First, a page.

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Zika Resources

Release Date: March 7, 2016

Zika virus disease (Zika) is a disease caused by Zika virus that is spread to people primarily through the bite of an infected Aedes species mosquito. The most common symptoms of Zika are fever, rash, joint pain, and conjunctivitis (red eyes). The illness is usually mild with symptoms lasting from several days to a week after being bitten by an infected mosquito. People usually do not get sick enough to go to the hospital, and they very rarely die of Zika. For this reason, many people might not realize they have been infected. Once a person has been infected, he or she is likely to be protected from future infections.

Zika virus was first discovered in 1947 and is named after the Zika forest in Uganda. In 1952, the first human cases of Zika were detected and since then, outbreaks of Zika have been reported in tropical Africa, Southeast Asia, and the Pacific Islands. Zika outbreaks have probably occurred in many locations. Before 2007, at least 14 cases of Zika had been documented, although other cases were likely to have occurred and were not reported. Because the symptoms of Zika are similar to those of many other diseases, many cases may not have been recognized.

In May 2015, the Pan American Health Organization (PAHO) issued an alert regarding the first confirmed Zika virus infection in Brazil and on Feb 1, 2016, the World Health Organization (WHO) declared Zika virus a public health emergency of international concern (PHEIC). Local transmission has been reported in many other countries and territories. Zika virus likely will continue to spread to new areas. The virus can be transmitted from the bite of an infected Aedes species mosquito, from mother to fetus or newborn child, through sexual contact with a male partner, and through blood transfusion.

In response to the concern about Zika, the United States (U.S.) Centers for Disease Control and Prevention (CDC) has established a Zika resource website at to address issues such as:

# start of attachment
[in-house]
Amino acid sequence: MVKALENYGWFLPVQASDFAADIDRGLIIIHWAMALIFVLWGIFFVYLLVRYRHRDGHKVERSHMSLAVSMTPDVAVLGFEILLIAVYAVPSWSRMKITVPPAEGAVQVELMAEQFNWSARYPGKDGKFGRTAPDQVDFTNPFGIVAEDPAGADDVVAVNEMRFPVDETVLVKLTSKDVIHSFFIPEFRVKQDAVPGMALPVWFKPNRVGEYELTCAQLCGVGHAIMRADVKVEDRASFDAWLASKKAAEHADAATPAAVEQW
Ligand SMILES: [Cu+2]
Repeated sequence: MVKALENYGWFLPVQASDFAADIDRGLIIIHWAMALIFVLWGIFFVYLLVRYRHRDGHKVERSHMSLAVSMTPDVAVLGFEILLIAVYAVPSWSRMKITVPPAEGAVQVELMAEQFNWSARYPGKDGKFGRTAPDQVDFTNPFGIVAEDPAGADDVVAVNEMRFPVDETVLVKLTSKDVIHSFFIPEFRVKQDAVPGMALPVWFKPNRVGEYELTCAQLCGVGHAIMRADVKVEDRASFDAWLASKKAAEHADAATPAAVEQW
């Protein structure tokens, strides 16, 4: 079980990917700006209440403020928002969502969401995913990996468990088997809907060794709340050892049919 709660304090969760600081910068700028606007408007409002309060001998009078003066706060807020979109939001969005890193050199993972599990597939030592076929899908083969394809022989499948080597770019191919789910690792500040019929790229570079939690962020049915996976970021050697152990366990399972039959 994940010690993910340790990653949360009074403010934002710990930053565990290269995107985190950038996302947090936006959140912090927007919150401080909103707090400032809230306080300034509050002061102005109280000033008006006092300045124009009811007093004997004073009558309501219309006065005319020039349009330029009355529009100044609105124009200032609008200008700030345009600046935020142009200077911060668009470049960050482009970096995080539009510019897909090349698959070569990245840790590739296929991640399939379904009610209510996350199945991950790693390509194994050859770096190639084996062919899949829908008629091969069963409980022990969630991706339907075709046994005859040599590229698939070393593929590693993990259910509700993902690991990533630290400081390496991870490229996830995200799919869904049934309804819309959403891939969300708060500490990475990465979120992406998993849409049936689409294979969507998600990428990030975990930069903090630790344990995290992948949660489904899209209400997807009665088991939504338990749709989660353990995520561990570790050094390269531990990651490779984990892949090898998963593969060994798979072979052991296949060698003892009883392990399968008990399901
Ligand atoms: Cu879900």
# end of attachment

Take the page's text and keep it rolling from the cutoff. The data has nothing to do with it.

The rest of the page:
The website also contains links to fact sheets and posters on Zika, as well as links on other topics (e.g., travel information) and scientific references.

CDC has also published the “Zika Virus Microsite,” an easily embeddable collection of Zika virus information about developments in the current outbreak, including prevention, symptoms, treatment, and information for pregnant women and travelers. The embeddable code provided by CDC allows other sites and applications to easily incorporate the CDC web content of interest to other sites and applications by cutting and pasting a small section of code from the CDC site to the target website or application. The CDC “Zika Virus Microsite” can be accessed at Further information on using the embeddable code is available at

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The information contained in this publication was obtained from sources believed to be reliable. ISO Services, Inc., its companies and employees make no guarantee of results and assume no liability in connection with either the information herein contained or the safety suggestions herein made. Moreover, it cannot be assumed that every acceptable safety procedure is contained herein or that abnormal or unusual circumstances may not warrant or require further or additional procedure.

COPYRIGHT ©2016, ISO Services, Inc.